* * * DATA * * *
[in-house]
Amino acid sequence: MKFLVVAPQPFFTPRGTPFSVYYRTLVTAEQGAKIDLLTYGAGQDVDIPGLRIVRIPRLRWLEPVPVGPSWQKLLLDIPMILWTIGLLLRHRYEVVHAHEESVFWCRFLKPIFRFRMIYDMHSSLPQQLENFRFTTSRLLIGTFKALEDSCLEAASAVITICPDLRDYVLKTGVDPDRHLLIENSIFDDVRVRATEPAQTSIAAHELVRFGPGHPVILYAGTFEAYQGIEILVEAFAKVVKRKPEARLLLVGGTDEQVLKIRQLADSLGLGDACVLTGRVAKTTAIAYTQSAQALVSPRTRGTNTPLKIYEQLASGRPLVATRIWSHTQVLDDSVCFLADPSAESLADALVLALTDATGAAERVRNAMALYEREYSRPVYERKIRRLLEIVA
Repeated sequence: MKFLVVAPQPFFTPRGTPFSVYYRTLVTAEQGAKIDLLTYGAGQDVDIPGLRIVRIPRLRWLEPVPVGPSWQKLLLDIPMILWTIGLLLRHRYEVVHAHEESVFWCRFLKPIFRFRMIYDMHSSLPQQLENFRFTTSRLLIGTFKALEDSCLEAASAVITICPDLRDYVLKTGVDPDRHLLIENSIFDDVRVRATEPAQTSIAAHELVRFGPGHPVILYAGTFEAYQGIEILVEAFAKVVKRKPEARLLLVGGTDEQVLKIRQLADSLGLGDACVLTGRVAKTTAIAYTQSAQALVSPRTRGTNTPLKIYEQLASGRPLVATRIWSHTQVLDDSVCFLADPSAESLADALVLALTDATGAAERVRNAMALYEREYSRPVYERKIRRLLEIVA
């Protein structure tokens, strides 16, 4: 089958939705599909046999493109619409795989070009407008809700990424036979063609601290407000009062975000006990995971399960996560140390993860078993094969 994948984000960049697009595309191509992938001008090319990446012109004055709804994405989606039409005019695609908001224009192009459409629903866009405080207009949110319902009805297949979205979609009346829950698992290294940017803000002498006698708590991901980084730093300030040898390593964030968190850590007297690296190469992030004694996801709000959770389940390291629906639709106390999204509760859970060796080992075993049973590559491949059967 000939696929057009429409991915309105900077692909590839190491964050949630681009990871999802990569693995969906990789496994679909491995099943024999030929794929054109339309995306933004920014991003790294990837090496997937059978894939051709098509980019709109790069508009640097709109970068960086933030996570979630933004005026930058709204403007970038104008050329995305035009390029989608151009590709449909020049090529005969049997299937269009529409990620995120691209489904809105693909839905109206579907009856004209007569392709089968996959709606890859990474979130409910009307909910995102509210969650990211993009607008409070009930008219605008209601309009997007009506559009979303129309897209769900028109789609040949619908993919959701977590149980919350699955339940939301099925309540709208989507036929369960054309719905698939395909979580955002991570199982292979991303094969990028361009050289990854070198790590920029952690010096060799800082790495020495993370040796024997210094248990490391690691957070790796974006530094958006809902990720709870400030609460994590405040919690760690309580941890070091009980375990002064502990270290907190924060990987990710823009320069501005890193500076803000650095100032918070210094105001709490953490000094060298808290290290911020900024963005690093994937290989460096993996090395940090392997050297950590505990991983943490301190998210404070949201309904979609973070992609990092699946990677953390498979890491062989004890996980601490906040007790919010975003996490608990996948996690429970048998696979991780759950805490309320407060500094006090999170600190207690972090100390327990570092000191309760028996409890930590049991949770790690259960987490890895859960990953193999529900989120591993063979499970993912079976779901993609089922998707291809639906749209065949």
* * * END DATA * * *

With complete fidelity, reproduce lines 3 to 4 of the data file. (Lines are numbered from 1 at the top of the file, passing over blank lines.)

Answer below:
Repeated sequence: MKFLVVAPQPFFTPRGTPFSVYYRTLVTAEQGAKIDLLTYGAGQDVDIPGLRIVRIPRLRWLEPVPVGPSWQKLLLDIPMILWTIGLLLRHRYEVVHAHEESVFWCRFLKPIFRFRMIYDMHSSLPQQLENFRFTTSRLLIGTFKALEDSCLEAASAVITICPDLRDYVLKTGVDPDRHLLIENSIFDDVRVRATEPAQTSIAAHELVRFGPGHPVILYAGTFEAYQGIEILVEAFAKVVKRKPEARLLLVGGTDEQVLKIRQLADSLGLGDACVLTGRVAKTTAIAYTQSAQALVSPRTRGTNTPLKIYEQLASGRPLVATRIWSHTQVLDDSVCFLADPSAESLADALVLALTDATGAAERVRNAMALYEREYSRPVYERKIRRLLEIVA
């Protein structure tokens, strides 16, 4: 089958939705599909046999493109619409795989070009407008809700990424036979063609601290407000009062975000006990995971399960996560140390993860078993094969 994948984000960049697009595309191509992938001008090319990446012109004055709804994405989606039409005019695609908001224009192009459409629903866009405080207009949110319902009805297949979205979609009346829950698992290294940017803000002498006698708590991901980084730093300030040898390593964030968190850590007297690296190469992030004694996801709000959770389940390291629906639709106390999204509760859970060796080992075993049973590559491949059967 000939696929057009429409991915309105900077692909590839190491964050949630681009990871999802990569693995969906990789496994679909491995099943024999030929794929054109339309995306933004920014991003790294990837090496997937059978894939051709098509980019709109790069508009640097709109970068960086933030996570979630933004005026930058709204403007970038104008050329995305035009390029989608151009590709449909020049090529005969049997299937269009529409990620995120691209489904809105693909839905109206579907009856004209007569392709089968996959709606890859990474979130409910009307909910995102509210969650990211993009607008409070009930008219605008209601309009997007009506559009979303129309897209769900028109789609040949619908993919959701977590149980919350699955339940939301099925309540709208989507036929369960054309719905698939395909979580955002991570199982292979991303094969990028361009050289990854070198790590920029952690010096060799800082790495020495993370040796024997210094248990490391690691957070790796974006530094958006809902990720709870400030609460994590405040919690760690309580941890070091009980375990002064502990270290907190924060990987990710823009320069501005890193500076803000650095100032918070210094105001709490953490000094060298808290290290911020900024963005690093994937290989460096993996090395940090392997050297950590505990991983943490301190998210404070949201309904979609973070992609990092699946990677953390498979890491062989004890996980601490906040007790919010975003996490608990996948996690429970048998696979991780759950805490309320407060500094006090999170600190207690972090100390327990570092000191309760028996409890930590049991949770790690259960987490890895859960990953193999529900989120591993063979499970993912079976779901993609089922998707291809639906749209065949």